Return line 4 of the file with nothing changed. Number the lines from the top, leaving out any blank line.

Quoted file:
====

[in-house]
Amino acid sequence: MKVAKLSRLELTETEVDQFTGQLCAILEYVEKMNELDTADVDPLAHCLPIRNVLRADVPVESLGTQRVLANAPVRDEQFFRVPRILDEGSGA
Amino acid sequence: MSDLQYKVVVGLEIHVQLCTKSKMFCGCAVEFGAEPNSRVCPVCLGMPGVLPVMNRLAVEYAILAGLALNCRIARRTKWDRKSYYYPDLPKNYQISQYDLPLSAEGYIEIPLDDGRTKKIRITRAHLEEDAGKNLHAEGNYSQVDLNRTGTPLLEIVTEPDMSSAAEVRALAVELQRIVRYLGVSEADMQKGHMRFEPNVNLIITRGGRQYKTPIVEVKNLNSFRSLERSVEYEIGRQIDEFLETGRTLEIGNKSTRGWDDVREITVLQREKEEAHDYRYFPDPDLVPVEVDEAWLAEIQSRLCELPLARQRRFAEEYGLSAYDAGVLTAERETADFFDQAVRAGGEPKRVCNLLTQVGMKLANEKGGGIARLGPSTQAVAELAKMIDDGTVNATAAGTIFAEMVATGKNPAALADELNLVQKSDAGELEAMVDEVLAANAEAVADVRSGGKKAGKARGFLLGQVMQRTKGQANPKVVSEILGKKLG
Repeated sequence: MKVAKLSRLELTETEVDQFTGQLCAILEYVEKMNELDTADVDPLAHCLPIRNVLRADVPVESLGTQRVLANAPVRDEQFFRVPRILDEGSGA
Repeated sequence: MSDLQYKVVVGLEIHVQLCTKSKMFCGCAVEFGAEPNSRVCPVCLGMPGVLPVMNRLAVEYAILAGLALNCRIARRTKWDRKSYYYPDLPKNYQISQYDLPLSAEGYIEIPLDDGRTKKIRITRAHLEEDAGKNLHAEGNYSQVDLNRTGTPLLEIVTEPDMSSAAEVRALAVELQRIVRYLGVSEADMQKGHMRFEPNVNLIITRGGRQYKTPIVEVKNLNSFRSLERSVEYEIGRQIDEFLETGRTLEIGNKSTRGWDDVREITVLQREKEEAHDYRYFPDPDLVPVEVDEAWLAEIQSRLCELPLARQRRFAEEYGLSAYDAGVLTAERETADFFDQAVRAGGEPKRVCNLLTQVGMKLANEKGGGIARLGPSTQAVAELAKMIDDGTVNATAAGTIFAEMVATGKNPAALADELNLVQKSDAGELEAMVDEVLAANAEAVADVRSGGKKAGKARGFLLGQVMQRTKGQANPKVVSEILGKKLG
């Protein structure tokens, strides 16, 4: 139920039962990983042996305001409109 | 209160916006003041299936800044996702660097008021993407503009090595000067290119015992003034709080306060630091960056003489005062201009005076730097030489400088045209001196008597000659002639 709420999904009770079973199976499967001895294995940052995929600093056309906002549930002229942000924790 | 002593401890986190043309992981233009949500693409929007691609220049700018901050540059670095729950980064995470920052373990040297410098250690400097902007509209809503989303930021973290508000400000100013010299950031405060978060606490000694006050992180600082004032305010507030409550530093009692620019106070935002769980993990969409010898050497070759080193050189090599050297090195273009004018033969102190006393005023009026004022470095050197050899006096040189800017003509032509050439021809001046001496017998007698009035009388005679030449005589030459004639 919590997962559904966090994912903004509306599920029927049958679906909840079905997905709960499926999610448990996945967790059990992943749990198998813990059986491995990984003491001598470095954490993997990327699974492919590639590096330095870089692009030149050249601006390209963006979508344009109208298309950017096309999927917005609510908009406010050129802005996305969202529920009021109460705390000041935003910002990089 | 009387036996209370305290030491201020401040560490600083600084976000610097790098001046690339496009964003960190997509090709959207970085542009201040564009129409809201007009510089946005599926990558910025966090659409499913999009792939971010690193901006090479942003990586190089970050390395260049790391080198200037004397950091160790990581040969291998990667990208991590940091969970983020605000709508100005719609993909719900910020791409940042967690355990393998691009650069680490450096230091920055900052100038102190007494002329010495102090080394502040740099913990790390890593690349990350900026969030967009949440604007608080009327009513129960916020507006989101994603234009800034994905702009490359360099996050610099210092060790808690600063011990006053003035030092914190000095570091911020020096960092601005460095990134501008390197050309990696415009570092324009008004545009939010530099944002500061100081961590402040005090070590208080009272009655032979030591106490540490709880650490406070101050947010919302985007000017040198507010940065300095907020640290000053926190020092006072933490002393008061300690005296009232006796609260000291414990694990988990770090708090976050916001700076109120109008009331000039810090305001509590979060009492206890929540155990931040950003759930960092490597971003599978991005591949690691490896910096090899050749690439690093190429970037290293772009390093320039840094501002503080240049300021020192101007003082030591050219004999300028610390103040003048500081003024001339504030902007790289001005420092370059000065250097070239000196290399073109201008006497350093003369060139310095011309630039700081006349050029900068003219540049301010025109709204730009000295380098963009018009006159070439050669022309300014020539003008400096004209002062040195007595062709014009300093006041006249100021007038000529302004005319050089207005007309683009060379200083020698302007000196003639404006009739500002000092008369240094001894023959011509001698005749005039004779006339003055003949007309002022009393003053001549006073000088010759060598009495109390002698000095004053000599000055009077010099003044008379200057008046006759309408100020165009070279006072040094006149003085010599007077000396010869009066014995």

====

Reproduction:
Repeated sequence: MKVAKLSRLELTETEVDQFTGQLCAILEYVEKMNELDTADVDPLAHCLPIRNVLRADVPVESLGTQRVLANAPVRDEQFFRVPRILDEGSGA